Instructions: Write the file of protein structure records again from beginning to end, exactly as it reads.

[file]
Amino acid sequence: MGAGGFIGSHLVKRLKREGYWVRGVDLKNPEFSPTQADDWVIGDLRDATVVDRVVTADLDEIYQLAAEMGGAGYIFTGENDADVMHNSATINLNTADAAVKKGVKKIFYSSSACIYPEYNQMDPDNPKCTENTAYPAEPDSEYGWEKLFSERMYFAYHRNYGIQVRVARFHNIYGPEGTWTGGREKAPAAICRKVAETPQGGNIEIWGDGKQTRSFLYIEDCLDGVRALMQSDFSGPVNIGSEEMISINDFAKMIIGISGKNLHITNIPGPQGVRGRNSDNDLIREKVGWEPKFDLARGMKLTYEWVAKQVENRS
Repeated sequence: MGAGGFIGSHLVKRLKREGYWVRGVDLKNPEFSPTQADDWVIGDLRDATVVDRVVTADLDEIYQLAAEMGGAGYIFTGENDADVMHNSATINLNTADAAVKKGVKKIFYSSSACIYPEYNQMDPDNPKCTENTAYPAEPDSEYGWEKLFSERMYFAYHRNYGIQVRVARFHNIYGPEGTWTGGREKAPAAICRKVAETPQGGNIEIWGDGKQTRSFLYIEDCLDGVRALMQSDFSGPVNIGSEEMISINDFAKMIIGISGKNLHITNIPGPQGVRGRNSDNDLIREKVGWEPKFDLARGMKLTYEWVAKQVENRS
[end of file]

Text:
Amino acid sequence: MGAGGFIGSHLVKRLKREGYWVRGVDLKNPEFSPTQADDWVIGDLRDATVVDRVVTADLDEIYQLAAEMGGAGYIFTGENDADVMHNSATINLNTADAAVKKGVKKIFYSSSACIYPEYNQMDPDNPKCTENTAYPAEPDSEYGWEKLFSERMYFAYHRNYGIQVRVARFHNIYGPEGTWTGGREKAPAAICRKVAETPQGGNIEIWGDGKQTRSFLYIEDCLDGVRALMQSDFSGPVNIGSEEMISINDFAKMIIGISGKNLHITNIPGPQGVRGRNSDNDLIREKVGWEPKFDLARGMKLTYEWVAKQVENRS
Repeated sequence: MGAGGFIGSHLVKRLKREGYWVRGVDLKNPEFSPTQADDWVIGDLRDATVVDRVVTADLDEIYQLAAEMGGAGYIFTGENDADVMHNSATINLNTADAAVKKGVKKIFYSSSACIYPEYNQMDPDNPKCTENTAYPAEPDSEYGWEKLFSERMYFAYHRNYGIQVRVARFHNIYGPEGTWTGGREKAPAAICRKVAETPQGGNIEIWGDGKQTRSFLYIEDCLDGVRALMQSDFSGPVNIGSEEMISINDFAKMIIGISGKNLHITNIPGPQGVRGRNSDNDLIREKVGWEPKFDLARGMKLTYEWVAKQVENRS